Monday, May 15, 2006

Change in the Air for Retirees

In Gen Debt I looked at evidence that the 60 year old American model of retirement--65, gold watch, and out--is fading, replaced by longer years of work and more uncertainty. The implications for all Americans, including Gendebt-ers are multifold: as caretakers, workers competing for jobs held by older and more experienced workers, and eventually retirees ourselves. Lots on this, if contradictory, in the papers lately.

The NY Times ran a Sunday story saying more people are planning to work part time after "retirement." "There are, of course, broad social and economic reasons for the emphasis on continuing work — notably, the decline in availability of traditional pension plans and health benefits, and the need for older workers to provide for themselves over a lengthening lifespan." Yet the LA Times has a study by McKinsey&Co showing "American workers, who face growing financial pressure to stay in the workforce, are far more likely to be forced into an early retirement than many expect, according to a study being released today." Reasons include health crises and downsizing, where older workers are eliminated first.

So people want to work longer but they may not be able to? This is kind of like the increased contingency for young workers. IF you're comfortable and self-supporting, it looks like flexibility and freedom. If you're struggling, it looks like a cold cruel world.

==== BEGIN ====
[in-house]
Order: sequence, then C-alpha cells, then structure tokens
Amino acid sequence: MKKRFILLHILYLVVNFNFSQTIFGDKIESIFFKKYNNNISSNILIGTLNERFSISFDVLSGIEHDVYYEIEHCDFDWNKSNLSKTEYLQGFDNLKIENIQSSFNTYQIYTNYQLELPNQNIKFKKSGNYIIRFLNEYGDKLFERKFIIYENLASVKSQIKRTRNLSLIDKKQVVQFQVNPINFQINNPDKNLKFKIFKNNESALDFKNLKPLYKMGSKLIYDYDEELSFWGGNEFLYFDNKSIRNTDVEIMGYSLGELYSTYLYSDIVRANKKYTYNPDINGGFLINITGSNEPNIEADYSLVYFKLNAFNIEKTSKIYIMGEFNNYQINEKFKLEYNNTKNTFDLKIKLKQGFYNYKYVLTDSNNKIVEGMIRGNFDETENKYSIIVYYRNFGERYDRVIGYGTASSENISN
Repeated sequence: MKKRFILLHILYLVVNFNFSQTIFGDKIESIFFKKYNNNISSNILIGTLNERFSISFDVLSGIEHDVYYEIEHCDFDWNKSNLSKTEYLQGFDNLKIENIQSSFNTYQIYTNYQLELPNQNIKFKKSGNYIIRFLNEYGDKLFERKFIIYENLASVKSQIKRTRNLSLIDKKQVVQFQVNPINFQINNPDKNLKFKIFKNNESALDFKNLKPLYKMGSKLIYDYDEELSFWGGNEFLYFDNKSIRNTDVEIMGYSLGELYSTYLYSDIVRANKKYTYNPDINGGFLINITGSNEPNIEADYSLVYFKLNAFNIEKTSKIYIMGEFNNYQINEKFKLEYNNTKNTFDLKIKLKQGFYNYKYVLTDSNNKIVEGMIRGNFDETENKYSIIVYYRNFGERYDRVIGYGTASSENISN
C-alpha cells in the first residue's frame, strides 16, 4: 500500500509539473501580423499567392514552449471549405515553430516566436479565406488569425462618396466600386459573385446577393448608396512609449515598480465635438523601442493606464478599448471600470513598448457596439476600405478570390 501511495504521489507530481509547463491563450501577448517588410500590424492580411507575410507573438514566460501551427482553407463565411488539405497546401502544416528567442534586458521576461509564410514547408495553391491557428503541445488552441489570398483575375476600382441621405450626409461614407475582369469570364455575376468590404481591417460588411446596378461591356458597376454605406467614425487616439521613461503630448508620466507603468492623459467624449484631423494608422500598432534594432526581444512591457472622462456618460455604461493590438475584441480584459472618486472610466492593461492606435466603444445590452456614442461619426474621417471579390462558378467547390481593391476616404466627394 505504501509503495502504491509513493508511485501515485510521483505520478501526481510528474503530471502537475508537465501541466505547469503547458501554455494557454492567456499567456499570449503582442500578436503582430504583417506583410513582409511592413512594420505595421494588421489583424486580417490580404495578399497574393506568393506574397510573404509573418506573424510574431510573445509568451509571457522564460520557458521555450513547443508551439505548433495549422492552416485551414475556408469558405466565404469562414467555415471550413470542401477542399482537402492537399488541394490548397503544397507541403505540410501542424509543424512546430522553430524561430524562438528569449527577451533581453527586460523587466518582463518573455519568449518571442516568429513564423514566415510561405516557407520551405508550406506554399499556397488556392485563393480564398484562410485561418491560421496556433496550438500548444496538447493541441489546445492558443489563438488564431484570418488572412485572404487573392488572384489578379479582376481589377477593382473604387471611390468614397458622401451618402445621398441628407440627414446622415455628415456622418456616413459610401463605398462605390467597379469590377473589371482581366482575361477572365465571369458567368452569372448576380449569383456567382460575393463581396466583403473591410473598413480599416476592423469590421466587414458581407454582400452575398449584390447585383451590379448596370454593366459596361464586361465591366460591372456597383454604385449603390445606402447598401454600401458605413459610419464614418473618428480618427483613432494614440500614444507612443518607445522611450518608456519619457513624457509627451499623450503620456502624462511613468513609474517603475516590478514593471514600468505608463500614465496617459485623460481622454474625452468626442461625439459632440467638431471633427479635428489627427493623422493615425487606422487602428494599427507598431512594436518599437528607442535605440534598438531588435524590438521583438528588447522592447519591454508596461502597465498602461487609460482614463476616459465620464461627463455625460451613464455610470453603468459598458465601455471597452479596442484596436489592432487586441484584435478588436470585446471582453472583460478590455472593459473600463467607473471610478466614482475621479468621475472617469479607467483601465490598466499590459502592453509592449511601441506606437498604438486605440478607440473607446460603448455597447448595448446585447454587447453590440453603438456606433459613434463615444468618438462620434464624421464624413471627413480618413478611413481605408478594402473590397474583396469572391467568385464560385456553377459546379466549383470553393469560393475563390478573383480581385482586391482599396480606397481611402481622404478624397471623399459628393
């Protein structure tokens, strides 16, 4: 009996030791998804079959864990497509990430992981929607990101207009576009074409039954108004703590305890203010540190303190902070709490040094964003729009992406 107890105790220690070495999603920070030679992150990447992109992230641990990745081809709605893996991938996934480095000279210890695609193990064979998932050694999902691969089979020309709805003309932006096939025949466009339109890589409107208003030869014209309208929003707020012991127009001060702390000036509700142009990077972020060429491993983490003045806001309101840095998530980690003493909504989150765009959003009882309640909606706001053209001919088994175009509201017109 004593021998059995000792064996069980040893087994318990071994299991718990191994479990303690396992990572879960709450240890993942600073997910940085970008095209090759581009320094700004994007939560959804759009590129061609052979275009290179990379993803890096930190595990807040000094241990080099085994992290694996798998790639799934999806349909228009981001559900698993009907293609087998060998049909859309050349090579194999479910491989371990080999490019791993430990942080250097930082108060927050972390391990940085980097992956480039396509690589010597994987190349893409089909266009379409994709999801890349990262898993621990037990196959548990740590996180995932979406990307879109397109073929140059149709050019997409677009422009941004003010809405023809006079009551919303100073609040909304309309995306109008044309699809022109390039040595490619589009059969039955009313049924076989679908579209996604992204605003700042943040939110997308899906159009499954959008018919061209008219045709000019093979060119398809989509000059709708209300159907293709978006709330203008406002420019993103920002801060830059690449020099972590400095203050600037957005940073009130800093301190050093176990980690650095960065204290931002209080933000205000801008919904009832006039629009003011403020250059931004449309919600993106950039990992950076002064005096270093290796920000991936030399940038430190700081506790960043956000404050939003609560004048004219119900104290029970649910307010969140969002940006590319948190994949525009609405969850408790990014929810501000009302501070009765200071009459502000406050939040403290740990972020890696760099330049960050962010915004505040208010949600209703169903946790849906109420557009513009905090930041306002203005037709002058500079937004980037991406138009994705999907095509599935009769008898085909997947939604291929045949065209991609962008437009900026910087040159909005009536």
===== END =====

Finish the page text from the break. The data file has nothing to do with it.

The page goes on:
1 comment:

quiviran said...

Just finished your book a few minutes ago. You are right on target in your assessment of your genrations conditions. I have two sons, 25 and 31, and you've talked about both of them.

As a retiree (I retired at 59 and turned 62 this year), I must say these are not new issues. I'm an engineer who worked for a major aircraft manufacturer. It has been a fact for some time that if you loose your job as an engineer after age 50 you have almost no hope of ever working as an engineer again, certainly not with stability. I was in a state of constant tension for the last 15 years of work, worried if some decision would be made at corporate HQ that would put my division out of business. Sucky work environments are not reserved for the young.

I think we are seeing the effects of a situation that started taking hold in 1973. Dr Ravi Batra, in "The Myth of Free Trade," described the beginnings of the current decline of the US middle classes and increase of economic stratification. And we are all victims of the Political Golden Rule "Whoever has the gold, makes the rules". It's wrong, but it's true.

Keep up the good work. More focus on the issues is needed. I don't think the issues are entirely generational. I think it is more top 5% vs the rest of us (and not even all of the top 5%). But I won't argue that your generation will be left holding the bag a lot longer than mine if we don't get this fixed.